Joplin, Mo. — Losing a loved one is often sudden, shocking and painful. The grief process is always difficult, but grieving the loss of a loved one who died by suicide can be complex and traumatic. Adopting coping strategies and resources can be a step in the right direction.
Del Camp, the Ozark Center Chief Clinical Officer, says, “Suicide is never about one thing. It seems that way, but it’s never about one thing. People feel severe pain, you know, just emotional pain, they feel hopeless, that things will change and they feel like they have an answer and that’s suicide and that’s the only answer that’s available.” People who have lost loved ones by suicide face the same painful emotions as others who grieve a loss. Camp says, ” Death is difficult when you know it’s coming. We have a chance to sort of marshal our resources and we sort of know it’s going to happen and there is a degree of relief that happens.”
But when it happens, unexpectedly, it can be traumatic. It is a complex circumstance, and people grieve the loss in a number of ways–shock, pain and in some situations relief that their loved one is free from pain. Camp says, “Particularly, in the life of a child, if there’s someone who lives with a serious mental illness. There is chaos that happens in that family and mental illness can lead to things like neglect and abuse to children. And so children can sometimes feel a sense of relief when that parental figure has suicide and then they feel guilty for feeling that sense of relief. If we are not direct with them in an appropriate way about what happened, oftentimes those kids minds are very imaginative and they tend to blame themselves for a lot of things. Adults have a different way we have to have a conversation about this. Grief can be very complicated and that’s why it’s helpful to have someone to bounce things off of. Because we were built to be able to effectively navigate these experiences as difficult as they are. But there are some shortcuts that we try to take that help in the short run, but sort of interrupt the progress that our minds, our bodies need to go through in order to sort of effectively resolve those immediate feelings.”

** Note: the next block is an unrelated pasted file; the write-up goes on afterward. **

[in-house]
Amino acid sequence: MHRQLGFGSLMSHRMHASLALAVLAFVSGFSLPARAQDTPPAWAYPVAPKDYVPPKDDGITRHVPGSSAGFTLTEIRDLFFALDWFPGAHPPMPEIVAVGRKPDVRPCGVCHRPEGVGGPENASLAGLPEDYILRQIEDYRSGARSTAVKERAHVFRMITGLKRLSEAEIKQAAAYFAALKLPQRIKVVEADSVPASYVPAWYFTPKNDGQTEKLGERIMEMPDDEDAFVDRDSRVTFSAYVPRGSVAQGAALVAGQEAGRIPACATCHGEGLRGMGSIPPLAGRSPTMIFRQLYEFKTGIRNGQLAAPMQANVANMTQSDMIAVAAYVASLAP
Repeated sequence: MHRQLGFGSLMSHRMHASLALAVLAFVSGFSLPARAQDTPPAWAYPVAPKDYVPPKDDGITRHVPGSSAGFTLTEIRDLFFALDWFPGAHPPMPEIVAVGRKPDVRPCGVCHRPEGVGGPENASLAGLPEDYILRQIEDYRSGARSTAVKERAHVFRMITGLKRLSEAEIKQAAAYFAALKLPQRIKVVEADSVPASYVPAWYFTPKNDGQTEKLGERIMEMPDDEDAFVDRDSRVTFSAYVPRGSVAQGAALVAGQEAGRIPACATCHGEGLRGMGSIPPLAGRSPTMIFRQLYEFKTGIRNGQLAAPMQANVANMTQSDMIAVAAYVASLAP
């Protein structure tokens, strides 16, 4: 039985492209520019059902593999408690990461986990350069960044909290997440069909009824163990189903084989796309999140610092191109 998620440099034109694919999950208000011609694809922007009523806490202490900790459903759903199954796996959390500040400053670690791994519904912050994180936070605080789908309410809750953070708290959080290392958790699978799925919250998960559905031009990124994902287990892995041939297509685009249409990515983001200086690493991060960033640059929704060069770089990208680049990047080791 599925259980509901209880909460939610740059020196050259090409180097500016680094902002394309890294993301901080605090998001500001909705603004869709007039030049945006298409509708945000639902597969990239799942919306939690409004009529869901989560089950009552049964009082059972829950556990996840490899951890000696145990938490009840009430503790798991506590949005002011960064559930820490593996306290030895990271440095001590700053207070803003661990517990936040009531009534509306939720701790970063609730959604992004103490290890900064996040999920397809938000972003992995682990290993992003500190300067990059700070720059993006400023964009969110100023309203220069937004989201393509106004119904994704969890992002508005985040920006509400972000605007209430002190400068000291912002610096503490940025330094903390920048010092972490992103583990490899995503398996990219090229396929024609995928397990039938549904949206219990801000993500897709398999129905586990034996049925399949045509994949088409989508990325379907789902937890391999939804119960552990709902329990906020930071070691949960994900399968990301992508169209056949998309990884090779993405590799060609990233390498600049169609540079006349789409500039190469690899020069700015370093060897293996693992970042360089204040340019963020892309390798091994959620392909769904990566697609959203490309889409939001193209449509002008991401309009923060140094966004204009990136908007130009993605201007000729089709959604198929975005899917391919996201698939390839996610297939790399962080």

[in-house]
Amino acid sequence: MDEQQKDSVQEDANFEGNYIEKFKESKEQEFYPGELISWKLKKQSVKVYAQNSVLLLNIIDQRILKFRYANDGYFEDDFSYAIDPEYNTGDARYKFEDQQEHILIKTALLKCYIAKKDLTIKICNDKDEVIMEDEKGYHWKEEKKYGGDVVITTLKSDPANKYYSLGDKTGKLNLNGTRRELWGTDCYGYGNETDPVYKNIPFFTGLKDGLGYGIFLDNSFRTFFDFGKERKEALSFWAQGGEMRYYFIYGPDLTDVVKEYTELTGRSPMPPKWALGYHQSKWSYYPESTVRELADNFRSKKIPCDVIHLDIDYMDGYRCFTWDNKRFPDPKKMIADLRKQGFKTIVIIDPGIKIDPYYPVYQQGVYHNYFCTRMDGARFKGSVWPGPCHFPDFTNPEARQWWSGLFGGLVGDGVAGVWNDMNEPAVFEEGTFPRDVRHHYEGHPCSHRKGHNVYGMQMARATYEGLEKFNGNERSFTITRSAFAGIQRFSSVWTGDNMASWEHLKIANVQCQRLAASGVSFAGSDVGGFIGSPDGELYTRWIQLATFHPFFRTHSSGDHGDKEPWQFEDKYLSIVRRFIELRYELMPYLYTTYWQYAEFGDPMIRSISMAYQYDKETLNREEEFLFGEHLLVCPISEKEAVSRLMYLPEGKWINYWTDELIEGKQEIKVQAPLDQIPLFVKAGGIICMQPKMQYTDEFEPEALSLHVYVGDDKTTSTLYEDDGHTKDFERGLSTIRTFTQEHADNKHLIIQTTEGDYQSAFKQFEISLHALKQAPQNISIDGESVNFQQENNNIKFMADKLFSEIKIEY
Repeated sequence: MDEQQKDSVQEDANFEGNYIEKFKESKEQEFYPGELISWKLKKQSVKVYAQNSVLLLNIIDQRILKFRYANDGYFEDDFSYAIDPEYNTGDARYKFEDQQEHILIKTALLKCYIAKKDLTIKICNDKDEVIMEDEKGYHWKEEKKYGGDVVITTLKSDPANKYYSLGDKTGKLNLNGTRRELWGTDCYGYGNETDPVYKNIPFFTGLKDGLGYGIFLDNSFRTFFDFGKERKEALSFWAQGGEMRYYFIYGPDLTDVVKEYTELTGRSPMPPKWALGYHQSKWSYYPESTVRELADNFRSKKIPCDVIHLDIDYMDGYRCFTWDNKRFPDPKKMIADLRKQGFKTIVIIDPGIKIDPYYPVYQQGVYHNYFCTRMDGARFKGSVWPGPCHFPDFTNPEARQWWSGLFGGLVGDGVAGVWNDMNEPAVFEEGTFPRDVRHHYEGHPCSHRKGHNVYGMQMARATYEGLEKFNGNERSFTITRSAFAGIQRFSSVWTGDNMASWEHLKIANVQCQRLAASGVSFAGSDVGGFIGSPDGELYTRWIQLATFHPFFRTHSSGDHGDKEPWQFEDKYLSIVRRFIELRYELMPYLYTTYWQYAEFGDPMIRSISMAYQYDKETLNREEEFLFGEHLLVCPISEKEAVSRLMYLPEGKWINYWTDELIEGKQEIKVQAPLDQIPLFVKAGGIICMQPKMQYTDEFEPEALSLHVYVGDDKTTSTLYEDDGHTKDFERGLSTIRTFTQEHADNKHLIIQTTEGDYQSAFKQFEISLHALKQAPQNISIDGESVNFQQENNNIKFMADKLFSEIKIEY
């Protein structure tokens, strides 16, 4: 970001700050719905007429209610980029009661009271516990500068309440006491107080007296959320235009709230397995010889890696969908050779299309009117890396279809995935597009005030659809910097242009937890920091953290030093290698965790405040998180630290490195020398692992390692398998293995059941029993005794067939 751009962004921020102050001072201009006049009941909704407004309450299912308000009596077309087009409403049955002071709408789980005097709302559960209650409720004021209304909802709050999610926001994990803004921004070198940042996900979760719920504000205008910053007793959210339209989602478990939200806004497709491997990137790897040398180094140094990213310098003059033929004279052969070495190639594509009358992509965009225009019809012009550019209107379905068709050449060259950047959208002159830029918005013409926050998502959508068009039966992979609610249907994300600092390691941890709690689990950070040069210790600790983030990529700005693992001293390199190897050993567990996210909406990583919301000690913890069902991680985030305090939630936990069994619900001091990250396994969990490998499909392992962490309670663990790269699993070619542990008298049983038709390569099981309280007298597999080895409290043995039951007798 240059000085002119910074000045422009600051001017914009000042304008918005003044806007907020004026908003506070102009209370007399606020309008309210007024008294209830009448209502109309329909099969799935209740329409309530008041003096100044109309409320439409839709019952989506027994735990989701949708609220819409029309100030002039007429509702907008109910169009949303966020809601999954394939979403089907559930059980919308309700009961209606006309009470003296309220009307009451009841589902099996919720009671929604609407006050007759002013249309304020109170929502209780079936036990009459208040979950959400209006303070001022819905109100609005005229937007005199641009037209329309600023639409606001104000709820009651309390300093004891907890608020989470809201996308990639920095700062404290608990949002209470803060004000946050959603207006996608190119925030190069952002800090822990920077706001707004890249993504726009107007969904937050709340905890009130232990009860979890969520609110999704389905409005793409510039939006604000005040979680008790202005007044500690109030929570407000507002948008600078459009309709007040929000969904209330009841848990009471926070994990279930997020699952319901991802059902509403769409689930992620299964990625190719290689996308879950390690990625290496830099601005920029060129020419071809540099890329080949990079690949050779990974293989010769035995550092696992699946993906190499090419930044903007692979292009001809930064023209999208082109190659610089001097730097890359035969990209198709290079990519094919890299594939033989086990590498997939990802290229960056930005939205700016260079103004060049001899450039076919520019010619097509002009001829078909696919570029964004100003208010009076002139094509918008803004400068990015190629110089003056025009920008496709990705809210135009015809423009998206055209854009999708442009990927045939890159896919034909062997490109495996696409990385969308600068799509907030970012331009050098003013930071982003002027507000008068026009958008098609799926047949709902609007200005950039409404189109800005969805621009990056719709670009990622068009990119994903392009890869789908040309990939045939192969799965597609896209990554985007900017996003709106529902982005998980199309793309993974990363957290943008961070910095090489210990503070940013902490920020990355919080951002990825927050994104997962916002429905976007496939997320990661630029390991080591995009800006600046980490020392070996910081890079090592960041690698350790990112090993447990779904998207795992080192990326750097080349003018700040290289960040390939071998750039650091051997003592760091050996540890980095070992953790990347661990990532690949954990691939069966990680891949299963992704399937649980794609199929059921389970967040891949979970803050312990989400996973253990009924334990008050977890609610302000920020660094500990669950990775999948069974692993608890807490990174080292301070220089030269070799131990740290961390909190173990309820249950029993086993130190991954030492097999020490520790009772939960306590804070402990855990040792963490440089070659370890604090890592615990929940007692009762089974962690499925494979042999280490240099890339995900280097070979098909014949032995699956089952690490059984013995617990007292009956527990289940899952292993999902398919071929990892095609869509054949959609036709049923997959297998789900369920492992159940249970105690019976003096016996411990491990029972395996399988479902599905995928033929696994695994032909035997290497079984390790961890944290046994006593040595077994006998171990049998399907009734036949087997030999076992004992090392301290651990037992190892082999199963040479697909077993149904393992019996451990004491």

There are a number of resources available to help navigate the grieving process. Dale says, “Dougy Project is a great website, it has information about how schools can address suicde, there is information there about a sibling of someone who may have committed suicide or died by suicide. There’s information about parents and how to talk to their kids about someone who may have died of suicide. Also the Ozark Center has a number of counselors that are available and well trained to be able to help people walk through the process of grief and how it affects us and how we can grow from it.”
If you know anyone struggling with their mental health and they need someone to talk to, we urge you to call the suicide prevention hotline at 1-800-273-TALK.